Sunday, August 11, 2013

2012 and 2013: Colorado burns then floods but deniers still deny climate change

Friday night, 8/9/2013
 flash flood running off the burn scar 
bringing down the boulders, rocks, ash and debris..
A water “avalanche” through the quaint town of 
Manitou Springs –

Global Climate change, unfortunately, is a reality. We are in the grip of it and it’s only downhill from here, folks unless and until we as a planet decide to try and do something about it.

I can show graphs and charts of the changing weather patterns, the temperatures rising, the polar caps no longer caps, the glaciers no longer “glaciering”, the current shifts in wind and water currents, the pollution…
 But nothing brings it home like bringing it home.

Colorado is feeling it hard over the past two years.

Last year and again this Spring and early summer, Colorado was hit by wildfires.  As the nation watched videos of firestorms across the state with names like Black Forest, North Fork, The Royal Gorge, Big Meadow,  we spent a month in 2012 and nearly 2 months, this year, inundated by smoke and ash and the smell of burning fat – yep, one huge barbecue except it wasn’t pork ribs and steaks -Well, not the kind one might think about -It was venison, squirrel, hawk, moose, bear, elk, rodent, magpie mixed with pine and aspen.

Colorado is going through drought after drought after drought and with the drought, we now have extended Spring, Summer and Fall seasons and milder winters that have created a phenomena that allows for 2 hatchings of beetle – Pine Bark Beetle to be exact.  

These little pests are killing Colorado’s forests (as well as California’s, Utah’s, Idaho’s, Wyoming’s, New Mexico’s) and that dead wood and brush creates wonderful fuel for fires.  Fires that are set off by lightning, campfires (there really are people who ignore fire warnings in Colorado – I know, go figure), fools shooting off fireworks in dry brush and forest, idiots shooting guns at signs, poaching, and  target practice with propane tanks (yeah, that too).

2013 brought ………

Firestorm 2013 - night time
Firestorm 2013 - Belly of the Beast

Firestorm 2013 - Working the line

And mapping those fires of 2013:

2013 Wildfire mapping

The Waldo Canyon Fire of 2012 is still the most costly fire in the state's history ($453.7 million) and the Waldo Canyon Fire scar is exactly what flooded twice in a little over a month.  Those floods came roaring through Ute Pass off the scar and down the highway into the quaint mountain town nestled in the foothills at the base of Pike’s Peak, called Manitou Springs.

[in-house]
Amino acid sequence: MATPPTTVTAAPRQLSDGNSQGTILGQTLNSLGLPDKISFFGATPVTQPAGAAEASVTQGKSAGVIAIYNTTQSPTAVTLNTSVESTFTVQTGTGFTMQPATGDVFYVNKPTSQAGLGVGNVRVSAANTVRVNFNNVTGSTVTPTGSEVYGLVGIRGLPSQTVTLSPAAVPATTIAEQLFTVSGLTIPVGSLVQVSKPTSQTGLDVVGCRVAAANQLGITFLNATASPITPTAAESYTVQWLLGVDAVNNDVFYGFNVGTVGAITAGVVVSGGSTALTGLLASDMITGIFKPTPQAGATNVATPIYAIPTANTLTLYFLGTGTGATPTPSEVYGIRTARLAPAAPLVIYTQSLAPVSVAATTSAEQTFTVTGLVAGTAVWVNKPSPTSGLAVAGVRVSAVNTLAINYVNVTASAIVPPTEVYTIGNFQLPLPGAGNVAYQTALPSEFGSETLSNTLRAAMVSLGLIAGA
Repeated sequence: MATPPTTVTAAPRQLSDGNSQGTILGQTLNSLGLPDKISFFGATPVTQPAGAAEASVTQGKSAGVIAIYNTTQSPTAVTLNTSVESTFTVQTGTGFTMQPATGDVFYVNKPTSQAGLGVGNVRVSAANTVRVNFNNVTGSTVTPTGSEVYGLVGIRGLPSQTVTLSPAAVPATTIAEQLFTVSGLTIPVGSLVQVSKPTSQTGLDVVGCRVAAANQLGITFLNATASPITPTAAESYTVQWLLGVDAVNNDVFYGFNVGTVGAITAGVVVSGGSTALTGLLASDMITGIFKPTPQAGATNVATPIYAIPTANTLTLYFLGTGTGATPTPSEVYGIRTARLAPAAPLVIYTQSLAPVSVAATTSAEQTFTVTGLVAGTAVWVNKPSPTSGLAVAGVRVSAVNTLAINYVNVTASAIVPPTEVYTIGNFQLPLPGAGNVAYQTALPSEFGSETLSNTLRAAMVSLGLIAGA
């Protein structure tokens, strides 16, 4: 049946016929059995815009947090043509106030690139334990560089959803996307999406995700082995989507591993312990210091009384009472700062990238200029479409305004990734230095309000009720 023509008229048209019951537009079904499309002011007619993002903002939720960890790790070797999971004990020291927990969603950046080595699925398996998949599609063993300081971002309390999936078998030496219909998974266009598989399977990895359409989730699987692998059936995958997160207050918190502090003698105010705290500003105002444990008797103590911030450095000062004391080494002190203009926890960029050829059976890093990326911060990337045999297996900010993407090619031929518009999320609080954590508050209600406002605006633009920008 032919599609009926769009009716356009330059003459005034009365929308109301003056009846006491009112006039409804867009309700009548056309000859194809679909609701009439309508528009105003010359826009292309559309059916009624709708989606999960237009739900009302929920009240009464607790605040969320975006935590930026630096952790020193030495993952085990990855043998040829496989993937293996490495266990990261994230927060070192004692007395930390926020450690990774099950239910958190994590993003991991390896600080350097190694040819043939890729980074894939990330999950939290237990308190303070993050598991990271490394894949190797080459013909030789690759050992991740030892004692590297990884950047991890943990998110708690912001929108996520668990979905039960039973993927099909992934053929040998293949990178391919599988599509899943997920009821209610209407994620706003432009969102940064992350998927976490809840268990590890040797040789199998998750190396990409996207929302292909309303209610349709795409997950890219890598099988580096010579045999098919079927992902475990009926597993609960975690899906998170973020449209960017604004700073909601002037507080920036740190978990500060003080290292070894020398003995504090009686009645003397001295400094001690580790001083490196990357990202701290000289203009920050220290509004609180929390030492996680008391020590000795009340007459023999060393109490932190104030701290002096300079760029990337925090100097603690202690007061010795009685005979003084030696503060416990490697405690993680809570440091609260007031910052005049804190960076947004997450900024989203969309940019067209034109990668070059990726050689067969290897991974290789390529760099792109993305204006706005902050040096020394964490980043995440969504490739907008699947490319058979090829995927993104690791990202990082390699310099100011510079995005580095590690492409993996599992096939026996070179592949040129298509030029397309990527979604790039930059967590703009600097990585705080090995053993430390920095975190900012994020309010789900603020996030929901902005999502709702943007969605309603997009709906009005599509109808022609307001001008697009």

Down Highway 24, At the base of Pike's Peak, between foothills of the Rocky Mountains, by Ute Pass
Manitou Springs.  

Manitou is a town of about 5,000 residents and sits at nearly 6500 feet above sea level. That’s High Country even for Denverites (we are only 1 mile high - 5280 ft.).

 The Fire Scar:

Burn area starting June 24, 2012 and ending at full containment July 4, 2013
Final containment area is the size of the scar

Home videos shot last night as the flood ran through Ute Pass along Hwy 24 and into Manitou Springs:

and here:

But this was not the first flood since the fires . A little over one month ago, July 1, 2013, same Hwy 24, same Manitou Springs:

The gift that keeps on giving - As I stated, the Waldo Canyon Fire was the most costly fire in the state of Colorado and continues to cost the people of Manitou Springs as long as that scar remains.

The growth will eventually come back - an Aspen from the local clonal colony or colonies may pop up, we hope, showing the organism(s) still lives; the grasses and plants - Columbine, groundsels, daisies, paintbrush, skullcaps, milkweeds, dog rose and rabbitbrush - and finally, a pine tree may pop from a once cracked pine cone..

It will take decades for that scar to recover if no new fire sweeps the walls of the hill.

Unfortunately like 2012 and 2013, we can expect more flames and scars and destruction in Colorado as we see in California, New Mexico, Wyoming, Arizona and every other state in the West. Those fires will move East and keep firing the drying plains, then hills then cities until we have little left...Unless, we as a species stop the raging destruction of our denial.

Global Climate change is real, it is here, it is now and it isn't going to go away by ignoring, thinking "god" will save us or by arguing about whether or not humans caused it - that energy best turned towards determining what we can do, as a species to slow it, stop it, and reverse our damage.

Cross-post from FreakOutNation

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